The Dissertation Writing Retreat provides participants with space, time, and encouragement to make progress on their doctoral dissertations in the company of other writers.The retreat is made possible with the resources and support of the Graduate School, Sheridan Center, and Libraries, and is lead by the Associate Director of the Writing Center, Stacy Kastner.
The retreat stems from a Graduate Student Council (GSC) request to the Graduate School for increased writing support at the Center, beyond one-on-one 60-minute conferences.
Here’s what some participants of the Summer 2018 retreat said about their experience:
"Having a support group of returning retreaters was a great incentive and writing community. The participants were positive, supportive and committed." – Amy Kerner, PhD Candidate in History
"The writing retreat truly exceeded all of my expectations. The sense of community I felt and learning that my struggles are commonly experienced by my peers has helped me to feel less afraid to just get started on writing. I feel energized and more confident to in my ability to write productively." – Retreat participant
"I really appreciated the wide variety of tips and techniques presented to us to try out, because nothing works for everyone, but a few things will really work for each of us. I also liked having a really collegial and dedicated group that was enthusiastic about checking-in and totally motivated to stay on task when it was time for writing. Stacy's enthusiasm was infectious as well!" – Josie Johnson, PhD Candidate in the History of Art and Architecture
What's a useful tip you learned from the retreat.
"I enjoy taking a quick assessment of where I am before and after a writing session. This helps me to focus on my goals and to notice my achievements." – Emily Monty, PhD Candidate in the History of Art and Architecture
How did the retreat help you achieve your writing goals?
When: Monday, January 14 to Friday, January 18 | 9:30 am - 4:00 pm
Who can participate?
All doctoral students who are in the process of writing their dissertations, that is students who have had their dissertation proposals accepted and have sufficient research completed and/or data collected to proceed with writing.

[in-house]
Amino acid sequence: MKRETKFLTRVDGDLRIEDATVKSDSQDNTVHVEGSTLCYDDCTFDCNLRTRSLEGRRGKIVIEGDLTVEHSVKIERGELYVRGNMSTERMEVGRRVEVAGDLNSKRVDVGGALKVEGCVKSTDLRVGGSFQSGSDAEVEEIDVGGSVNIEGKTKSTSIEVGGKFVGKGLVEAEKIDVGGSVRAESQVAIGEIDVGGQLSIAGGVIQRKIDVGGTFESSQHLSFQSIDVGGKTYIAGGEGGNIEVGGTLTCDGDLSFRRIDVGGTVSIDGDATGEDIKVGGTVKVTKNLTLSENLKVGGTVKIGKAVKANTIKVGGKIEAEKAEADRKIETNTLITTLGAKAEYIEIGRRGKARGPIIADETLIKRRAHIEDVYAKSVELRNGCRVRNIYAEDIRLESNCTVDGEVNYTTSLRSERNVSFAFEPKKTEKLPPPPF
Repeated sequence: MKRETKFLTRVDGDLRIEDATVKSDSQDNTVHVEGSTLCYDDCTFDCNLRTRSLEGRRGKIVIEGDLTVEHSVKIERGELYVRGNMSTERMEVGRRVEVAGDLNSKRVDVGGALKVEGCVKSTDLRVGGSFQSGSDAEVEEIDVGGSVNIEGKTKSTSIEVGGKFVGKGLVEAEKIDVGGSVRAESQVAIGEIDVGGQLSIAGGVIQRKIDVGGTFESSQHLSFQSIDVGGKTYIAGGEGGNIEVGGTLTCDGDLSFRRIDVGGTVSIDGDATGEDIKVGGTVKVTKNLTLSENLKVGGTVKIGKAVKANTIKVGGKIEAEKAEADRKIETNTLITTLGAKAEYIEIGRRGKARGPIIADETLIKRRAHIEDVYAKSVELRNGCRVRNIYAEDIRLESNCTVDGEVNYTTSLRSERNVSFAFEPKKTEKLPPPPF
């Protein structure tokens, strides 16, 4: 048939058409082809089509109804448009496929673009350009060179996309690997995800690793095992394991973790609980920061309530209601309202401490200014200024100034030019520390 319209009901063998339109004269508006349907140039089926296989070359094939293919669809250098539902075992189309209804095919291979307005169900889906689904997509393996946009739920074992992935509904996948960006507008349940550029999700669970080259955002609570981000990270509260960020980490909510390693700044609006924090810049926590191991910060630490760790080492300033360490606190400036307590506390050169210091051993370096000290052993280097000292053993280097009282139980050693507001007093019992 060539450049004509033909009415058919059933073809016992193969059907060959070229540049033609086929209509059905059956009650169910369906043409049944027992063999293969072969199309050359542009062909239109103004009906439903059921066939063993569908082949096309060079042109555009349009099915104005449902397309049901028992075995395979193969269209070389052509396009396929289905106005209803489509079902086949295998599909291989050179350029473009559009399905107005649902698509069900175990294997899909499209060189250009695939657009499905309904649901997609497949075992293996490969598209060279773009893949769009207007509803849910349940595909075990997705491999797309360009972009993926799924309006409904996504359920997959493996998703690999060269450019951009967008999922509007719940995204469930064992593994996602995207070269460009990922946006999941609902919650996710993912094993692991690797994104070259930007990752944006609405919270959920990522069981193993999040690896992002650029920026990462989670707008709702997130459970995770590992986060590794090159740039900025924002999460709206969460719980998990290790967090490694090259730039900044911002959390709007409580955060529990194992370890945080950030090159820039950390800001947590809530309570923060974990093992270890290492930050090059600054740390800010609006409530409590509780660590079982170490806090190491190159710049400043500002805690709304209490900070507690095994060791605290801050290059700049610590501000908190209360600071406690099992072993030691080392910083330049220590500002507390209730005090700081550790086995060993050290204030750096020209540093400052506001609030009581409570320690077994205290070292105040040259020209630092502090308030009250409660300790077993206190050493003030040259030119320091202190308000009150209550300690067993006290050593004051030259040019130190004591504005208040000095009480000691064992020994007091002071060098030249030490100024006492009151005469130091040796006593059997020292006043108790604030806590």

What is the format?
New participants will meet in room 520 of the Sciences Library in the morning to set writing goals over coffee and tea, followed by two hours of writing time and a break for lunch, which is often accompanied by informal discussions and info-sessions. In the afternoon, participants spend three hours writing, with one-on-one support available from Writing Associates and Research Librarians and then close the day by regrouping to check-in about writing goals.
Returning participants will meet in room 618 of the Sciences Library in the morning to set writing goals over coffee and tea. Each day, one participant will volunteer to facilitate the writing schedule for the day (same journal-based format in past retreats): two hours of writing time, a break for lunch (at least once accompanied by a writing activity), three hours of writing time in the afternoon (one-on-one support available from Writing Associates and Research Librarians) and an end-of-day check-out about writing goals.
Where: 5th & 6th Floors, Science Library * (any changes to location, if any, will be announced in advance of the retreat).
Register now. Please register early as space is limited. The retreat can host up to 20 returning and 20 new participants.
Dissertation Retreat participants are expected to
- Attend all five days of the retreat (9:30am - 4:00pm, Mon.-Fri.) and participate in all morning and afternoon group meetings.
- Bring a laptop and any books, articles, and other materials needed for writing. If music stimulates writing productivity, bring and use your headphones.
- Take breaks as needed.
- Agree to turn off or silence cell phone and other noise-making devices.
- Keep what happens during the retreat at the retreat.